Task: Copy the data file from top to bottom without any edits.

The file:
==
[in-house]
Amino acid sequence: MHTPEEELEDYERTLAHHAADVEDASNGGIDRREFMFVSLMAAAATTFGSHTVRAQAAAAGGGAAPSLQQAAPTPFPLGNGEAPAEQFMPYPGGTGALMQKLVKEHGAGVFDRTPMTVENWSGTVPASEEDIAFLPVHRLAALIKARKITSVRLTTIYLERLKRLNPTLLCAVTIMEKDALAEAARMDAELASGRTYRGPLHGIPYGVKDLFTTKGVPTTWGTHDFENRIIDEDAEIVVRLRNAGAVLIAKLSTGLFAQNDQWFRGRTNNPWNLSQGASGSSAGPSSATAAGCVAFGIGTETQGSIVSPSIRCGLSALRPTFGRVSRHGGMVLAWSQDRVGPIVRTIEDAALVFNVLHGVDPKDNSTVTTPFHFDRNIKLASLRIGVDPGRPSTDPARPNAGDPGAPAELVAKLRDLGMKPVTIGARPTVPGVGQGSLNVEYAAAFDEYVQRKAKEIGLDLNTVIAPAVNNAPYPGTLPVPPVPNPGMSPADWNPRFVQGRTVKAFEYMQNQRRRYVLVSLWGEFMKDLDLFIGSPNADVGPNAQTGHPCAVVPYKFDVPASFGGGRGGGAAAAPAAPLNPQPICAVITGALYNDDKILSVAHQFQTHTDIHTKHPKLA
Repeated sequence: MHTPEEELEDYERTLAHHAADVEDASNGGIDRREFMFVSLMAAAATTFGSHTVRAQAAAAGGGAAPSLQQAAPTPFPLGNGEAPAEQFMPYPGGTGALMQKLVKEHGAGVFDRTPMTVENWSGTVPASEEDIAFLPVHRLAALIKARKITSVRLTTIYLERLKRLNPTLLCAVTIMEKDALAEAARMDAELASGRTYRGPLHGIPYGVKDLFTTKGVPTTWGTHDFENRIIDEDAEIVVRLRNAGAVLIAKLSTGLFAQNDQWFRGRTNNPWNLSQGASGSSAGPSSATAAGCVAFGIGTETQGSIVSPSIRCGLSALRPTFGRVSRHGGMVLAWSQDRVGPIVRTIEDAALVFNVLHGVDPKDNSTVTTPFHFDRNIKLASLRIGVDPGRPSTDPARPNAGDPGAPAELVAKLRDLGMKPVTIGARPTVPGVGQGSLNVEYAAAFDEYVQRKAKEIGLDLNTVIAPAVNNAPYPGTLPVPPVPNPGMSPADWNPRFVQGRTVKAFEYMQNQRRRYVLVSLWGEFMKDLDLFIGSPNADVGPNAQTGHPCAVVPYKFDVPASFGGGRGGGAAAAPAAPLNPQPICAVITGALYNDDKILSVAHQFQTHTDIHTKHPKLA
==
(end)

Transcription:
[in-house]
Amino acid sequence: MHTPEEELEDYERTLAHHAADVEDASNGGIDRREFMFVSLMAAAATTFGSHTVRAQAAAAGGGAAPSLQQAAPTPFPLGNGEAPAEQFMPYPGGTGALMQKLVKEHGAGVFDRTPMTVENWSGTVPASEEDIAFLPVHRLAALIKARKITSVRLTTIYLERLKRLNPTLLCAVTIMEKDALAEAARMDAELASGRTYRGPLHGIPYGVKDLFTTKGVPTTWGTHDFENRIIDEDAEIVVRLRNAGAVLIAKLSTGLFAQNDQWFRGRTNNPWNLSQGASGSSAGPSSATAAGCVAFGIGTETQGSIVSPSIRCGLSALRPTFGRVSRHGGMVLAWSQDRVGPIVRTIEDAALVFNVLHGVDPKDNSTVTTPFHFDRNIKLASLRIGVDPGRPSTDPARPNAGDPGAPAELVAKLRDLGMKPVTIGARPTVPGVGQGSLNVEYAAAFDEYVQRKAKEIGLDLNTVIAPAVNNAPYPGTLPVPPVPNPGMSPADWNPRFVQGRTVKAFEYMQNQRRRYVLVSLWGEFMKDLDLFIGSPNADVGPNAQTGHPCAVVPYKFDVPASFGGGRGGGAAAAPAAPLNPQPICAVITGALYNDDKILSVAHQFQTHTDIHTKHPKLA
Repeated sequence: MHTPEEELEDYERTLAHHAADVEDASNGGIDRREFMFVSLMAAAATTFGSHTVRAQAAAAGGGAAPSLQQAAPTPFPLGNGEAPAEQFMPYPGGTGALMQKLVKEHGAGVFDRTPMTVENWSGTVPASEEDIAFLPVHRLAALIKARKITSVRLTTIYLERLKRLNPTLLCAVTIMEKDALAEAARMDAELASGRTYRGPLHGIPYGVKDLFTTKGVPTTWGTHDFENRIIDEDAEIVVRLRNAGAVLIAKLSTGLFAQNDQWFRGRTNNPWNLSQGASGSSAGPSSATAAGCVAFGIGTETQGSIVSPSIRCGLSALRPTFGRVSRHGGMVLAWSQDRVGPIVRTIEDAALVFNVLHGVDPKDNSTVTTPFHFDRNIKLASLRIGVDPGRPSTDPARPNAGDPGAPAELVAKLRDLGMKPVTIGARPTVPGVGQGSLNVEYAAAFDEYVQRKAKEIGLDLNTVIAPAVNNAPYPGTLPVPPVPNPGMSPADWNPRFVQGRTVKAFEYMQNQRRRYVLVSLWGEFMKDLDLFIGSPNADVGPNAQTGHPCAVVPYKFDVPASFGGGRGGGAAAAPAAPLNPQPICAVITGALYNDDKILSVAHQFQTHTDIHTKHPKLA